In 1991, nine sets of skeletal remains were excavated from a mass grave near Yekaterinburg, Russia which were believed to include the Russian Tsar Nicholas II, the Tsarina Alexandra, and three of their daughters. Nuclear DNA testing of the remains verified such a family group, and mitochondrial DNA (mtDNA) sequences of the presumed Tsarina matched a known maternal relative, Prince Philip. mtDNA sequences from bone of the presumed Tsar matched two living maternal relatives except at a single position, where the bone sample had a mixture of matching (T) and mismatching (C) bases. Cloning experiments indicated that this mixture was due to heteroplasmy within the Tsar; nevertheless, the 'mismatch' fueled a lingering controversy concerning the authenticity of these remains. As a result, the official final report on the fate of the last Russian Royals has been postponed by Russian authorities pending additional, convincing DNA evidence. At the request of the Russian Federation government, we analysed the skeletal remains of the Tsar's brother Georgij Romanov in order to gain further insight into the occurrence and segregation of heteroplasmic mtDNA variants in the Tsar's maternal lineage. The mtDNA sequence of Georgij Romanov, matched that of the putative Tsar, and was heteroplasmic at the same position. This confirms heteroplasmy in the Tsar's lineage, and is powerful evidence supporting the identification of Tsar Nicholas II. The rapid intergenerational shift from heteroplasmy to homoplasmy, and the different heteroplasmic ratios in the brothers, is consistent with a 'bottleneck' mechanism of mtDNA segregation.
How rapidly does the human mitochondrial genome evolve?
Howell N, Kubacka I, Mackey DA
Am J Hum Genet 1996 Sep;59(3):501-9
Department of Radiation Therapy, University of Texas Medical Branch, Galveston 77555-0656, USA. email@example.com
The results of an empirical nucleotide-sequencing approach indicate that the evolution of the human mitochondrial noncoding D-loop is both more rapid and more complex than is revealed by standard phylogenetic approaches. The nucleotide sequence of the D-loop region of the mitochondrial genome was determined for 45 members of a large matrilineal Leber hereditary optic neuropathy pedigree. Two germ-line mutations have arisen in members of one branch of the family, thereby leading to triplasmic descendants with three mitochondrial genotypes. Segregation toward the homoplasmic state can occur within a single generation in some of these descendants, a result that suggests rapid fixation of mitochondrial mutations as a result of developmental bottlenecking. However, slow segregation was observed in other offspring, and therefore no single or simple pattern of segregation can be generalized from the available data. Evidence for rare mtDNA recombination within the D-loop was obtained for one family member. In addition to these germ-line mutations, a somatic mutation was found in the D-loop of one family member. When this genealogical approach was applied to the nucleotide sequences of mitochondrial coding regions, the results again indicated a very rapid rate of evolution.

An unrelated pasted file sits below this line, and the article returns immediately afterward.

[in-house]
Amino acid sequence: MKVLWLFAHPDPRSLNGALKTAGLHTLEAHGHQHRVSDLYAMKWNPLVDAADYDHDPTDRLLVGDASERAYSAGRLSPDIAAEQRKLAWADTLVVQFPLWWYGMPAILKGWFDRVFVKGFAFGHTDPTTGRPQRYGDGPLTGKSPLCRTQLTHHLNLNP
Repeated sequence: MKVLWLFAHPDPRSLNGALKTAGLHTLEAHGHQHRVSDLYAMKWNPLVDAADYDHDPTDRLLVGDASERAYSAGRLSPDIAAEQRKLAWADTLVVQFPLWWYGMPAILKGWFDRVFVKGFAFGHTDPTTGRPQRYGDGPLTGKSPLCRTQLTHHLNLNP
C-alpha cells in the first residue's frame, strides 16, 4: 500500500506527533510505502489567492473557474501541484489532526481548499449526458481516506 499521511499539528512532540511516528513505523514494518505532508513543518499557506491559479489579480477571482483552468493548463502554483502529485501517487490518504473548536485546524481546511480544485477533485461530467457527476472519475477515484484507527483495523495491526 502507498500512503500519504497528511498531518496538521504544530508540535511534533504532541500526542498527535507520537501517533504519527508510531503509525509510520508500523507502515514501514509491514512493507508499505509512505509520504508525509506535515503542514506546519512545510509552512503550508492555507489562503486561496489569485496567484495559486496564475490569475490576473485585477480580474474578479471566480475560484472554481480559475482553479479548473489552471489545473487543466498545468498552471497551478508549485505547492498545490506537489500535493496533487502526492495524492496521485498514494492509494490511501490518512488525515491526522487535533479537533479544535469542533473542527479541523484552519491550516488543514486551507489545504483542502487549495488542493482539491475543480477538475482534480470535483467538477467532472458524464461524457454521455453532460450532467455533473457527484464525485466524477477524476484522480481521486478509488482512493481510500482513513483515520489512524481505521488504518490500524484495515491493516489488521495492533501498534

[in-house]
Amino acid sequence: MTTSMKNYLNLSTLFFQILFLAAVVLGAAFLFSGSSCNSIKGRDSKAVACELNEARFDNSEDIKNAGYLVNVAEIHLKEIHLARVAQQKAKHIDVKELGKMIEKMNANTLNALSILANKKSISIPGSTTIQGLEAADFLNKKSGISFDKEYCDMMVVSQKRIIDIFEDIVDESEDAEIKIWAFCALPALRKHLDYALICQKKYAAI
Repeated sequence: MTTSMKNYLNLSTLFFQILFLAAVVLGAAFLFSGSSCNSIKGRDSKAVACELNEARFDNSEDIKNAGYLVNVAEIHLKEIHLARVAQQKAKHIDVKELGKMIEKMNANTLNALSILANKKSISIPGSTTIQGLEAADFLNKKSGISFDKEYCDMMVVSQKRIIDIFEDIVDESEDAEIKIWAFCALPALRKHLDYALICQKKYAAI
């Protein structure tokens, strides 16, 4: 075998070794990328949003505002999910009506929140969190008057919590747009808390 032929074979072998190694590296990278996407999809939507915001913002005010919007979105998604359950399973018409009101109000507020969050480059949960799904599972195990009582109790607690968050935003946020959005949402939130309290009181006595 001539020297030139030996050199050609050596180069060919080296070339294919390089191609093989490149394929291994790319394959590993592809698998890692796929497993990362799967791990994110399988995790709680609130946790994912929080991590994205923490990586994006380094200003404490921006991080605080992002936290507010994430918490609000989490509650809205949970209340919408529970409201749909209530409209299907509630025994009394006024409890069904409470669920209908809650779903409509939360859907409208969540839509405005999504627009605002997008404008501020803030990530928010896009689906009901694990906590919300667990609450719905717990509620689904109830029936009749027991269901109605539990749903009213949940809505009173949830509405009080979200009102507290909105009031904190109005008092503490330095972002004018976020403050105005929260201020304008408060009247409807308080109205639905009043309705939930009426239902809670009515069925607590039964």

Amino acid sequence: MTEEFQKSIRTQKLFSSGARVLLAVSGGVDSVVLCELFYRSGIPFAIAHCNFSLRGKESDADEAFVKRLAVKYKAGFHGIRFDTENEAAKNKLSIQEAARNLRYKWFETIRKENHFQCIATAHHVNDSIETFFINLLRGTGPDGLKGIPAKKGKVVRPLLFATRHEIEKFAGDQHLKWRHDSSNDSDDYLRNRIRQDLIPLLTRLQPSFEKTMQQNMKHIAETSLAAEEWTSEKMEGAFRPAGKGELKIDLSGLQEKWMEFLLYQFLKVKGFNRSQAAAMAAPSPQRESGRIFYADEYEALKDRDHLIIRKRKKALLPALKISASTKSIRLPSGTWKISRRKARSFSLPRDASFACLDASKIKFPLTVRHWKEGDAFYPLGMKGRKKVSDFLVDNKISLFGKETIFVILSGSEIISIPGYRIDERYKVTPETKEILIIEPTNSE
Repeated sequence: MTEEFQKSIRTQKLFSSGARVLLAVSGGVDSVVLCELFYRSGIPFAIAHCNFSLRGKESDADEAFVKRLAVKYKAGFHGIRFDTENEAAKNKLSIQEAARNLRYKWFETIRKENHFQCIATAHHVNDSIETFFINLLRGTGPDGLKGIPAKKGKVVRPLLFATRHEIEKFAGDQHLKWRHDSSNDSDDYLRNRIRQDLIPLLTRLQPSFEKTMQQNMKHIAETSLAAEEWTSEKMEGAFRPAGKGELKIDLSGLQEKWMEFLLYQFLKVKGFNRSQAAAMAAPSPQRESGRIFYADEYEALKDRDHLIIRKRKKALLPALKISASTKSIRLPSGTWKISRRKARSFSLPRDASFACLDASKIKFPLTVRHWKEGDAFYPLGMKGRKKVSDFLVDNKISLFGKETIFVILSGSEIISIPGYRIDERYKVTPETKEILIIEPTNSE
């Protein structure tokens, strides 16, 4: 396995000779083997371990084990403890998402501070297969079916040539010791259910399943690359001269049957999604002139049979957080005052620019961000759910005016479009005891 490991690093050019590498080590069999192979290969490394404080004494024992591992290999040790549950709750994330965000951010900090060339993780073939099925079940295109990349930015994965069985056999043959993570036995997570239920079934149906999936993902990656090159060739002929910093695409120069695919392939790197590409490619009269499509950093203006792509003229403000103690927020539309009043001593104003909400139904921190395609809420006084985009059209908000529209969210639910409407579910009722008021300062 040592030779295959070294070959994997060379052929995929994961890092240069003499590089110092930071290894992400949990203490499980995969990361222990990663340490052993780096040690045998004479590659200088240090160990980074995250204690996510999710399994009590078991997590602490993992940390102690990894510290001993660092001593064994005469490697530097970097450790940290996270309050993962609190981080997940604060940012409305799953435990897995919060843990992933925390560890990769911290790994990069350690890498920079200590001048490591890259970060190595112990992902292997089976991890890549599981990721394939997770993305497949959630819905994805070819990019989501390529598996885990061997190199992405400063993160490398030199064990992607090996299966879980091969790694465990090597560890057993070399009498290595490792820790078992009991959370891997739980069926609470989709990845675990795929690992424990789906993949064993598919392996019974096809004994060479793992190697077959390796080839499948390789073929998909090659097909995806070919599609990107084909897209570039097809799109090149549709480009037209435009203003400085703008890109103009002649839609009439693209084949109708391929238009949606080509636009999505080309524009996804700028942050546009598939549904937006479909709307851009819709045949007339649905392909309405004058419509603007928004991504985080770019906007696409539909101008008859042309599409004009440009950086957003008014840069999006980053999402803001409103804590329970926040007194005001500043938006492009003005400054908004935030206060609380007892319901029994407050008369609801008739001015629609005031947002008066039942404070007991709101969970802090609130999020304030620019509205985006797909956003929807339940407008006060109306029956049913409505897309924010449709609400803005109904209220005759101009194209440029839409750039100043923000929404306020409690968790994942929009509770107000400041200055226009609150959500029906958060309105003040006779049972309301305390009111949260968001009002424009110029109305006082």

The mutation rate of the human mtDNA deletion mtDNA4977.
Shenkar R, Navi di W, Tavare S, Dang MH, Chomyn A, Attardi G, Cortopassi G, Arnheim N
Am J Hum Genet 1996 Oct;59(4):772-80
Division of Pulmonary Sciences and Critical Care Medicine, University of Colorado Health Science Center, Denver, USA.
Comment in: Am J Hum Genet 1996 Oct;59(4):749-55
The human mitochondrial mutation mtDNA4977 is a 4,977-bp deletion that originates between two 13-bp direct repeats. We grew 220 colonies of cells, each from a single human cell. For each colony, we counted the number of cells and amplified the DNA by PCR to test for the presence of a deletion. To estimate the mutation fate, we used a model that describes the relationship between the mutation rate and the probability that a colony of a given size will contain no mutants, taking into account such factors as possible mitochondrial turnover and mistyping due to PCR error. We estimate that the mutation rate for mtDNA4977 in cultured human cells is 5.95 x 10(-8) per mitochondrial genome replication. This method can be applied to specific chromosomal, as well as mitochondrial, mutations.
Mutational analysis of the human mitochondrial genome branches into the realm of
Am J Hum Genet 1996 Oct;59(4):749-55
Comment on: Am J Hum Genet 1996 Oct;59(4):772-80
Comment in: Am J Hum Genet 1997 Oct;61(4):983-90
mtDNA mutation rates--no need to panic.
Macaulay VA, Richards MB, Forster P, Bendall KE, Watson E, Sykes B, Bandelt HJ
Am J Hum Genet 1997 Oct;61(4):983-90
As part of this letter to the editor, a reply to Macaulay et al. by Neil Howel and David Mackey is included.
Comment on: Am J Hum Genet 1996 Oct;59(4):749-55
A high observed substitution rate in the human mitochondrial DNA control region.
Parsons TJ, Muniec DS, Sullivan K, Woodyatt N, Alliston-Greiner R, Wilson MR, Berry DL, Holland KA, Weedn VW, Gill P, Holland MM
Nat Genet 1997 Apr;15(4):363-8
Armed Forces DNA Identification Laboratory, Armed Forces Institute of Pathology, Rockville, Maryland 20850, USA.